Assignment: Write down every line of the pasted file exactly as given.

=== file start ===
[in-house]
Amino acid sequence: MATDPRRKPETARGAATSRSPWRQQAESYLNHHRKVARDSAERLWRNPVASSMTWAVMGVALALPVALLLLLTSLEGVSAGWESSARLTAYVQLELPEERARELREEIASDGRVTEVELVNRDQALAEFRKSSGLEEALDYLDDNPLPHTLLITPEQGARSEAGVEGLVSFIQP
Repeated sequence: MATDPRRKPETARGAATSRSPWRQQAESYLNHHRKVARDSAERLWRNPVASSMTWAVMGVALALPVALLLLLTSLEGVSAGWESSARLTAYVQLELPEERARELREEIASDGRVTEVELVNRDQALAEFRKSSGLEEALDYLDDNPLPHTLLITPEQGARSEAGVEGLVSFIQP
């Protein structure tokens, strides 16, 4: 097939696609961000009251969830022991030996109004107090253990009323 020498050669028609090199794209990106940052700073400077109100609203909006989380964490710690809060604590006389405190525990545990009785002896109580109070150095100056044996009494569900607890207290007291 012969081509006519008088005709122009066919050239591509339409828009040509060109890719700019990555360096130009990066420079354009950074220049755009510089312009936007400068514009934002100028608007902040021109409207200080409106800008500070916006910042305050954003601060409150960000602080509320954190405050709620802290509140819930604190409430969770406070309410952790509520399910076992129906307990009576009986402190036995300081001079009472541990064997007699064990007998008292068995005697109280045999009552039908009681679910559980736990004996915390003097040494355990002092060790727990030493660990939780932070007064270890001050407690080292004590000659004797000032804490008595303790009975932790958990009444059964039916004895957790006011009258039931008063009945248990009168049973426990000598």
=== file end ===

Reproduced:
[in-house]
Amino acid sequence: MATDPRRKPETARGAATSRSPWRQQAESYLNHHRKVARDSAERLWRNPVASSMTWAVMGVALALPVALLLLLTSLEGVSAGWESSARLTAYVQLELPEERARELREEIASDGRVTEVELVNRDQALAEFRKSSGLEEALDYLDDNPLPHTLLITPEQGARSEAGVEGLVSFIQP
Repeated sequence: MATDPRRKPETARGAATSRSPWRQQAESYLNHHRKVARDSAERLWRNPVASSMTWAVMGVALALPVALLLLLTSLEGVSAGWESSARLTAYVQLELPEERARELREEIASDGRVTEVELVNRDQALAEFRKSSGLEEALDYLDDNPLPHTLLITPEQGARSEAGVEGLVSFIQP
């Protein structure tokens, strides 16, 4: 097939696609961000009251969830022991030996109004107090253990009323 020498050669028609090199794209990106940052700073400077109100609203909006989380964490710690809060604590006389405190525990545990009785002896109580109070150095100056044996009494569900607890207290007291 012969081509006519008088005709122009066919050239591509339409828009040509060109890719700019990555360096130009990066420079354009950074220049755009510089312009936007400068514009934002100028608007902040021109409207200080409106800008500070916006910042305050954003601060409150960000602080509320954190405050709620802290509140819930604190409430969770406070309410952790509520399910076992129906307990009576009986402190036995300081001079009472541990064997007699064990007998008292068995005697109280045999009552039908009681679910559980736990004996915390003097040494355990002092060790727990030493660990939780932070007064270890001050407690080292004590000659004797000032804490008595303790009975932790958990009444059964039916004895957790006011009258039931008063009945248990009168049973426990000598």